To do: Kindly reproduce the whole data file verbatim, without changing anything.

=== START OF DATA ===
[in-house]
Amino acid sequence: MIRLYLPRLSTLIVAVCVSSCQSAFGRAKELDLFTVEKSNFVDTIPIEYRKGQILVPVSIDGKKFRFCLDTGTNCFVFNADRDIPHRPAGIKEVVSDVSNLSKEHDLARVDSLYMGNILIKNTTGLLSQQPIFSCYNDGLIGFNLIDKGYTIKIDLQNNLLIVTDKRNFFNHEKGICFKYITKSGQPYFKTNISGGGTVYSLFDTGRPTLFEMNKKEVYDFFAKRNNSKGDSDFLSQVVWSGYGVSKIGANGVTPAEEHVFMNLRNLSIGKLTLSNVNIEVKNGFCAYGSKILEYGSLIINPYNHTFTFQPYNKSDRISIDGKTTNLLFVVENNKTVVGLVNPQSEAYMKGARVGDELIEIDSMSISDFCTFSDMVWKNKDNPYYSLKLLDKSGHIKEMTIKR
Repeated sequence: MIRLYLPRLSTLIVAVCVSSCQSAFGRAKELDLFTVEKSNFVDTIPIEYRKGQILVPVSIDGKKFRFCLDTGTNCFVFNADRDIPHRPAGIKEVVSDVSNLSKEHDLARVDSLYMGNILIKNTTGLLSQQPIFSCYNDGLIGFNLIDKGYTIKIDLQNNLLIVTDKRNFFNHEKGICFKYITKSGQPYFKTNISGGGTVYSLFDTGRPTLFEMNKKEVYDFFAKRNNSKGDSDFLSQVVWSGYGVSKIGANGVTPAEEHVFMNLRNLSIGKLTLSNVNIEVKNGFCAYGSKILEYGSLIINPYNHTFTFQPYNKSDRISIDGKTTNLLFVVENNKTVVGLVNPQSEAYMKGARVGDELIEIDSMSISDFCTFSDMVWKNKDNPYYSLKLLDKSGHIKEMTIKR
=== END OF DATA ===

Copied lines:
[in-house]
Amino acid sequence: MIRLYLPRLSTLIVAVCVSSCQSAFGRAKELDLFTVEKSNFVDTIPIEYRKGQILVPVSIDGKKFRFCLDTGTNCFVFNADRDIPHRPAGIKEVVSDVSNLSKEHDLARVDSLYMGNILIKNTTGLLSQQPIFSCYNDGLIGFNLIDKGYTIKIDLQNNLLIVTDKRNFFNHEKGICFKYITKSGQPYFKTNISGGGTVYSLFDTGRPTLFEMNKKEVYDFFAKRNNSKGDSDFLSQVVWSGYGVSKIGANGVTPAEEHVFMNLRNLSIGKLTLSNVNIEVKNGFCAYGSKILEYGSLIINPYNHTFTFQPYNKSDRISIDGKTTNLLFVVENNKTVVGLVNPQSEAYMKGARVGDELIEIDSMSISDFCTFSDMVWKNKDNPYYSLKLLDKSGHIKEMTIKR
Repeated sequence: MIRLYLPRLSTLIVAVCVSSCQSAFGRAKELDLFTVEKSNFVDTIPIEYRKGQILVPVSIDGKKFRFCLDTGTNCFVFNADRDIPHRPAGIKEVVSDVSNLSKEHDLARVDSLYMGNILIKNTTGLLSQQPIFSCYNDGLIGFNLIDKGYTIKIDLQNNLLIVTDKRNFFNHEKGICFKYITKSGQPYFKTNISGGGTVYSLFDTGRPTLFEMNKKEVYDFFAKRNNSKGDSDFLSQVVWSGYGVSKIGANGVTPAEEHVFMNLRNLSIGKLTLSNVNIEVKNGFCAYGSKILEYGSLIINPYNHTFTFQPYNKSDRISIDGKTTNLLFVVENNKTVVGLVNPQSEAYMKGARVGDELIEIDSMSISDFCTFSDMVWKNKDNPYYSLKLLDKSGHIKEMTIKR